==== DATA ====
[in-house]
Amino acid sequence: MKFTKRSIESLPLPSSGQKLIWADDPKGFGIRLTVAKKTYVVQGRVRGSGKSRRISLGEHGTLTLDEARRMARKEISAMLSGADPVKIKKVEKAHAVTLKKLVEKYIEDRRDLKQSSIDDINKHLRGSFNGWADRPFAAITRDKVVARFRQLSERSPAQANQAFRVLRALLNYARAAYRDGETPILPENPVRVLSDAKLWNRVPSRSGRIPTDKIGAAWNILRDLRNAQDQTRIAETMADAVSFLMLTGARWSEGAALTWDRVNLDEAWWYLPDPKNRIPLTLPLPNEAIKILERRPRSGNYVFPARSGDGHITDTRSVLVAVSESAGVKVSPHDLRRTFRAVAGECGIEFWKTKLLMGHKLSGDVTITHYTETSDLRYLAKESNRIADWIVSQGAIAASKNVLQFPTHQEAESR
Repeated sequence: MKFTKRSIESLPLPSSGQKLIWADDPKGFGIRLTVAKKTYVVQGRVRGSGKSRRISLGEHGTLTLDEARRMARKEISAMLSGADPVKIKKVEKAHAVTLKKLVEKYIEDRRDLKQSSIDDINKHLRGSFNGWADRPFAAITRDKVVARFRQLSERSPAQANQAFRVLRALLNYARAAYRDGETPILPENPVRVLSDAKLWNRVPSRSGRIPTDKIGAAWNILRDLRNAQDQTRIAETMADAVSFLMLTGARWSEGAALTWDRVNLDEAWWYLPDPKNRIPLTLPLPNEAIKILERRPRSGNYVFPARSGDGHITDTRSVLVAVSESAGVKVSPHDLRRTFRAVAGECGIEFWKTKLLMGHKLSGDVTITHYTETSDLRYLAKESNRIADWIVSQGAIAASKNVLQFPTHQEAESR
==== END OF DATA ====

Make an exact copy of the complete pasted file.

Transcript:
[in-house]
Amino acid sequence: MKFTKRSIESLPLPSSGQKLIWADDPKGFGIRLTVAKKTYVVQGRVRGSGKSRRISLGEHGTLTLDEARRMARKEISAMLSGADPVKIKKVEKAHAVTLKKLVEKYIEDRRDLKQSSIDDINKHLRGSFNGWADRPFAAITRDKVVARFRQLSERSPAQANQAFRVLRALLNYARAAYRDGETPILPENPVRVLSDAKLWNRVPSRSGRIPTDKIGAAWNILRDLRNAQDQTRIAETMADAVSFLMLTGARWSEGAALTWDRVNLDEAWWYLPDPKNRIPLTLPLPNEAIKILERRPRSGNYVFPARSGDGHITDTRSVLVAVSESAGVKVSPHDLRRTFRAVAGECGIEFWKTKLLMGHKLSGDVTITHYTETSDLRYLAKESNRIADWIVSQGAIAASKNVLQFPTHQEAESR
Repeated sequence: MKFTKRSIESLPLPSSGQKLIWADDPKGFGIRLTVAKKTYVVQGRVRGSGKSRRISLGEHGTLTLDEARRMARKEISAMLSGADPVKIKKVEKAHAVTLKKLVEKYIEDRRDLKQSSIDDINKHLRGSFNGWADRPFAAITRDKVVARFRQLSERSPAQANQAFRVLRALLNYARAAYRDGETPILPENPVRVLSDAKLWNRVPSRSGRIPTDKIGAAWNILRDLRNAQDQTRIAETMADAVSFLMLTGARWSEGAALTWDRVNLDEAWWYLPDPKNRIPLTLPLPNEAIKILERRPRSGNYVFPARSGDGHITDTRSVLVAVSESAGVKVSPHDLRRTFRAVAGECGIEFWKTKLLMGHKLSGDVTITHYTETSDLRYLAKESNRIADWIVSQGAIAASKNVLQFPTHQEAESR